Aaron Hall: Kind of like the 80-20 rule: focus on the 20% that produces the 80% results.

Scott Propp: The principles are simple: difficult in application but simple in concept.

Aaron Hall: What are things that you help your clients understand, which causes them to feel refreshed and have a new perspective and lease on life in their business?

Scott Propp: One of the keys to this is getting the external perspective bedded down. Change waves tend to be longer than people assume they are. The stuff typically happens over decades, not minutes and seconds, even though in this world we are flooded with materials and activities. If you back up to those change waves, my background is 30 years in technology, so I’ve got a good sense and perspective on how it all fits together. Taking an external perspective, applying it to the internal operations of the business, and getting those realigned is the kind of thing that creates a great deal of release – a new energy inside the organization because everybody, now, has a line of sight: “Hey, I read this in the newspaper this morning. We’re delivering this activity. Yeah, this all makes sense to me now. It doesn’t feel chaotic and doesn’t absorb all my energy just trying to figure out what the perspective should be.”

Aaron Hall: For those business owners who are wondering whether they could be helped by your expertise, what are the factors they should consider in weighing who they bring in to help them?

Scott Propp: The keys there are, obviously, you want someone who has worked through some complex issues before at a scale that your business is showing them. For instance, my sweet spot tends to be businesses that have a strong value proposition, that are either up against the boundary for growth, or that want to plant that next new value proposition. There are other folks who are much better at the early stage of startup, but once people hit that first wall and a limit to growth and need to get to that second base, this is where my skills really tend to come into play. The last spot where I am effective tends to be in a spot where people incline to turn treadmill when it seems you are running with all your might, but you’re not getting anywhere. Renewing yourself through this kind of activity is also something that I do.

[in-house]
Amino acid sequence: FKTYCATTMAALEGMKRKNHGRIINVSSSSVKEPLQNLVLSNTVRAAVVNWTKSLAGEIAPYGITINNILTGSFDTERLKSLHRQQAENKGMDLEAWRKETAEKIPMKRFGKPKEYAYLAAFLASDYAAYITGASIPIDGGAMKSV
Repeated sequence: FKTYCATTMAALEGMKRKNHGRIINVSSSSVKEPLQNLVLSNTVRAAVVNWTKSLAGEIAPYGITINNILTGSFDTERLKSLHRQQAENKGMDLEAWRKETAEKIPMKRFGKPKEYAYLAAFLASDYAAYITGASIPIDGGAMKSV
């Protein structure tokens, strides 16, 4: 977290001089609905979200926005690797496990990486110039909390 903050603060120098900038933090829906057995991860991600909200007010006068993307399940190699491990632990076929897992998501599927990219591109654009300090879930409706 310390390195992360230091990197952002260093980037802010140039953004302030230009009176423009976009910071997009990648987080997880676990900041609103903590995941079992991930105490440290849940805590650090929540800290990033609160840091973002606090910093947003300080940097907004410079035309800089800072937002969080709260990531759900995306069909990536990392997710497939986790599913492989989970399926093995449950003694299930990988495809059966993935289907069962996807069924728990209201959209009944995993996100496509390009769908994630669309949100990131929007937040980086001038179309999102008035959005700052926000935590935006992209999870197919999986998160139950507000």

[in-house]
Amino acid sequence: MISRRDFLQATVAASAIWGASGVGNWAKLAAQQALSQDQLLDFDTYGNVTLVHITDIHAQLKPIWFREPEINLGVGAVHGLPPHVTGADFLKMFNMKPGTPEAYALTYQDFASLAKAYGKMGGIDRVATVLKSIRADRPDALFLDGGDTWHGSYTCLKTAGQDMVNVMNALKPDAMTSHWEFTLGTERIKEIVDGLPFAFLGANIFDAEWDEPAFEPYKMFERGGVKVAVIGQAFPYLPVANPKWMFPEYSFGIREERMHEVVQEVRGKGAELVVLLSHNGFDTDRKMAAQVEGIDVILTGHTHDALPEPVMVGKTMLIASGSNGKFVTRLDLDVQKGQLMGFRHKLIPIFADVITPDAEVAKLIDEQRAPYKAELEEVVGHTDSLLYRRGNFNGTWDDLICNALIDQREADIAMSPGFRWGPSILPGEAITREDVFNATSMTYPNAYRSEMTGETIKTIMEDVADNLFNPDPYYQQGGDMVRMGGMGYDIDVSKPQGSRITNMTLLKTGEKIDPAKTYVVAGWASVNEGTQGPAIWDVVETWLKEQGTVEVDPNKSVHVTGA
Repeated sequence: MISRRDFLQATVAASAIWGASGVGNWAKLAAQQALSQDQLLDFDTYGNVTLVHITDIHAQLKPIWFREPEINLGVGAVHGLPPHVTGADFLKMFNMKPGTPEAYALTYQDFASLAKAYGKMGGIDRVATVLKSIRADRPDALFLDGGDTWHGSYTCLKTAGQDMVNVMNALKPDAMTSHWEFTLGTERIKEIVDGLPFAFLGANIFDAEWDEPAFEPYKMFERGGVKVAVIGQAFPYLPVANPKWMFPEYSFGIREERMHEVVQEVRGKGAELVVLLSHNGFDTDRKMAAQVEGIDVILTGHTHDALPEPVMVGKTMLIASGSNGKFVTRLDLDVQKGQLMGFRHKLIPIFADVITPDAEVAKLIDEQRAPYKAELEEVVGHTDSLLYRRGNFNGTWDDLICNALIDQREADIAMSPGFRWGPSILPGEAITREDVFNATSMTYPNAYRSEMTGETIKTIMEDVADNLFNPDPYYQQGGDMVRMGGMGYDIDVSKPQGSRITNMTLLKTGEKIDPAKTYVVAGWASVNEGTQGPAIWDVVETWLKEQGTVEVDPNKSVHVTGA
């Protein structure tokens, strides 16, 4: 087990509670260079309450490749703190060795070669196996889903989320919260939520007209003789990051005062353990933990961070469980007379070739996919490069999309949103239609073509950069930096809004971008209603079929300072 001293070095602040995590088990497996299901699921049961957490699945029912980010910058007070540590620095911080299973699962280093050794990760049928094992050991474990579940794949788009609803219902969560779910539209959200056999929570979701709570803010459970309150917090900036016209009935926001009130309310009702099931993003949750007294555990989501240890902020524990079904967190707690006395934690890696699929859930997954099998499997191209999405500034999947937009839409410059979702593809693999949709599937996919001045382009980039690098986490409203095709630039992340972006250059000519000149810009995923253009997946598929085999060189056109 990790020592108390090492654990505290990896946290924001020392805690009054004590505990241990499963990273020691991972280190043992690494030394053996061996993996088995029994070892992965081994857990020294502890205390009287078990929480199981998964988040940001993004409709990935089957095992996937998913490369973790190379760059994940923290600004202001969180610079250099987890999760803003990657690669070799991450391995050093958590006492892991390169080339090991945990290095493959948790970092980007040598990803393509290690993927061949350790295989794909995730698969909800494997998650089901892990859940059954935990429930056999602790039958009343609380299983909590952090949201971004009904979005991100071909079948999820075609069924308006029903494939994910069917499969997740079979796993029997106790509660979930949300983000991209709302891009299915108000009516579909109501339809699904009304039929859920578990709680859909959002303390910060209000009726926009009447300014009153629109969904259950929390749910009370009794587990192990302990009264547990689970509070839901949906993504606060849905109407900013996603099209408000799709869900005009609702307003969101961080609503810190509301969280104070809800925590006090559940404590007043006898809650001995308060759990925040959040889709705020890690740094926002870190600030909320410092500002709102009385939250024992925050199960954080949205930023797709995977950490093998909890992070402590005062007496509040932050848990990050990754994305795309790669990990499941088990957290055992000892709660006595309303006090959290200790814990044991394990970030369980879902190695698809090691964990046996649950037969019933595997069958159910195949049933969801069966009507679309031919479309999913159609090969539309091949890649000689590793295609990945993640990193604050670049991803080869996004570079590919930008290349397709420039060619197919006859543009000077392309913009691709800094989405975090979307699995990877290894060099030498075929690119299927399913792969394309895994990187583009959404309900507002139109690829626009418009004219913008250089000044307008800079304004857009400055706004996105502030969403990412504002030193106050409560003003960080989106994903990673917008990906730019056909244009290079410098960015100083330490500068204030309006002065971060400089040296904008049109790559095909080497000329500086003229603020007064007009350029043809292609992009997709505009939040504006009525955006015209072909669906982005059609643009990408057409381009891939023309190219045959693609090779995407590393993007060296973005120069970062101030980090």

Aaron Hall: Is there any other advice you’d like to pass along to viewers?

Scott Propp: I think the key thing people should think about when they are thinking about results and growth and renewal is to look for someone who has had the experience and the hard knocks to know how to very effectively de-risk what they are about to do. There are many people who would come in and help people get on the track and, unfortunately, go all in in first investment. A real professional will help you see where the gaps are in your value proposition and spend money on those things that take away the risk. This is incredibly important and particularly for smaller founder/owners and medium-sized businesses. You want to be very careful with how you apply those development funds. Do hire somebody to go through the details and de-risk those investments before you go all in on an idea or concept.